1.  Rob Moll, “Want More Growth in China? Have Faith,” Wall Street Journal, 8 Aug 2008, p. W9.  (available online, http://online.wsj.com/article/SB121815556386722667.html?mod=taste_primary_hs)


Rev 1: Changed "burn" to "hang" per Comment 1. 


Stephen Bourque said...

A quick fact check: LB informs me that the Salem witches were hanged, not burned. (Specifically, she said, "It was the 17th century, for God's sake - burning them would have been barbaric!")

Also, the two of us wondered if in some colony or other, especially in New England, the settlers just might in fact have built the church before the houses. It seems crazy, but I suppose it's possible.

Burgess Laughlin said...

Your readers might be interested in Andrew Bernstein's article: "The Tragedy of Theology: How Religion Caused and Extended the Dark Ages: A Critique of Rodney Stark’s The Victory of Reason" It appears in Vol. 1, issue No. 4, of The Objective Standard at:


The full title of Professor Stark's book is The Victory of Reason: How Christianity Led to Freedom, Capitalism, and Western Success. It presents the recently emerging argument for Christianity as the cause of all the good things in life in the West.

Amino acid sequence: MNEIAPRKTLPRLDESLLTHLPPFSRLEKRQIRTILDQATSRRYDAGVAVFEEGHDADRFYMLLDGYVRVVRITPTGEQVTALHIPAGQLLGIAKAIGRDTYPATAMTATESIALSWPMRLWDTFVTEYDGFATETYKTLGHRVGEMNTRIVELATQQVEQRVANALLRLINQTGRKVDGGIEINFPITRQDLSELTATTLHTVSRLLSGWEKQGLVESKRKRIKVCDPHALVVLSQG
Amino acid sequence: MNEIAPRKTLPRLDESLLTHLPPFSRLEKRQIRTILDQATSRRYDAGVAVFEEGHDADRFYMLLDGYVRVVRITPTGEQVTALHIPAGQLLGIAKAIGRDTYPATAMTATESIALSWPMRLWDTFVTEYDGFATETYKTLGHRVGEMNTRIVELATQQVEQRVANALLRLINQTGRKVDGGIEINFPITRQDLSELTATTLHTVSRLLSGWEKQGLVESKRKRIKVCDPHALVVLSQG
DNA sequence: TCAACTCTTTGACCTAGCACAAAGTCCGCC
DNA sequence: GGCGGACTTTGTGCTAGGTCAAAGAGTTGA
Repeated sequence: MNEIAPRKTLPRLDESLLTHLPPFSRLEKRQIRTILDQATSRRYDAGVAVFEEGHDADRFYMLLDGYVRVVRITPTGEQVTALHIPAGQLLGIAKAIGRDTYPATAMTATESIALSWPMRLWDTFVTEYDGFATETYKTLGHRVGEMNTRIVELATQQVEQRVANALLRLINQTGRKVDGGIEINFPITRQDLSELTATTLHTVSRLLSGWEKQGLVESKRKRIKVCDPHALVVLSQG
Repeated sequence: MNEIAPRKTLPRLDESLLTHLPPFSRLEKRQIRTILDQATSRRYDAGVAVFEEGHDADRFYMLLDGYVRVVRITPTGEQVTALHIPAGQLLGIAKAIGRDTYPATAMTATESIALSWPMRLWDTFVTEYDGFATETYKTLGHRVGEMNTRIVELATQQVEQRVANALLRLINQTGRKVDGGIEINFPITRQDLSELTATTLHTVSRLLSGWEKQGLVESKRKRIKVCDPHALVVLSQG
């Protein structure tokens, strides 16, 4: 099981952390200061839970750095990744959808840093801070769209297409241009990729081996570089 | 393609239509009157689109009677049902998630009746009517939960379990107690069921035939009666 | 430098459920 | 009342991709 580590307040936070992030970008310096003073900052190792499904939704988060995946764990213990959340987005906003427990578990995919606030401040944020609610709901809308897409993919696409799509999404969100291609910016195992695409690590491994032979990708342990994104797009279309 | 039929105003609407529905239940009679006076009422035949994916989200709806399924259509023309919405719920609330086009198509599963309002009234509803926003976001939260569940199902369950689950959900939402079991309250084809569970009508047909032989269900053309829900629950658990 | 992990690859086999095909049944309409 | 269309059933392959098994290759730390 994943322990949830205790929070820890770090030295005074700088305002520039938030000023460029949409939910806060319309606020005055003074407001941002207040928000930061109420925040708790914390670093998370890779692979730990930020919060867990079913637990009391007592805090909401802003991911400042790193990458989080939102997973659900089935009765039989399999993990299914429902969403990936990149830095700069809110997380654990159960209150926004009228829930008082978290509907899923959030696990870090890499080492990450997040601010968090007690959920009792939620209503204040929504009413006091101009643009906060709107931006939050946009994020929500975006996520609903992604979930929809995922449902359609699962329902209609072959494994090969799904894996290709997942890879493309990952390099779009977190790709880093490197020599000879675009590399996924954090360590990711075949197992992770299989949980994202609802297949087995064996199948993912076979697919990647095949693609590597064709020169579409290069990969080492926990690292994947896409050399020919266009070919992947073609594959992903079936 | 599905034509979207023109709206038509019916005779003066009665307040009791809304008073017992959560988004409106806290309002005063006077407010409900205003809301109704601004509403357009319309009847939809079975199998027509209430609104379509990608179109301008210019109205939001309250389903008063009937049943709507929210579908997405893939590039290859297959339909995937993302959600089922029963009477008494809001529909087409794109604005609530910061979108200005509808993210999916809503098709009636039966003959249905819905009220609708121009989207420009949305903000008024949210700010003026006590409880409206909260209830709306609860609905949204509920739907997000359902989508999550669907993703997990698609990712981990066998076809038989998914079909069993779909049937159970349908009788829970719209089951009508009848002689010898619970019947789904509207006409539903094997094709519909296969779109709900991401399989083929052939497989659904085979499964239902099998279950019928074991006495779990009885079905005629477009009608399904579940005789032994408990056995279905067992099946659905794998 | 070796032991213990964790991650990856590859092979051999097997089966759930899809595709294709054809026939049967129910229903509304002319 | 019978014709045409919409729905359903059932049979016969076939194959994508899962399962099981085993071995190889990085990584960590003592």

Stark's book, in my analysis, is a package-deal of important questions, perceptive insights, illogical arguments, and misrepresentations. He and other Christians will continue to get away with this approach until some objective historian someday answers this question in full:

Why did Western Civilzation, properly defined, arise and continue to flourish (off and on) when and where it did--initially in Western Europe--and not somewhere else and some other time?

Thank you for your well written and comprehensive article.

Stephen Bourque said...

Thanks for the reference to Andrew Bernstein's article, Burgess, which I had completely forgotten about. I just retrieved it from the bookshelf and started to re-read it. The essay is extremely relevant to my post, providing a thorough dismantling of Stark's argument that Christianity is behind the success of the west. Dr. Bernstein puts it concisely, "Stark's claims are historically false and philosophically impossible." To anyone interested in this topic, Bernstein's article is essential reading.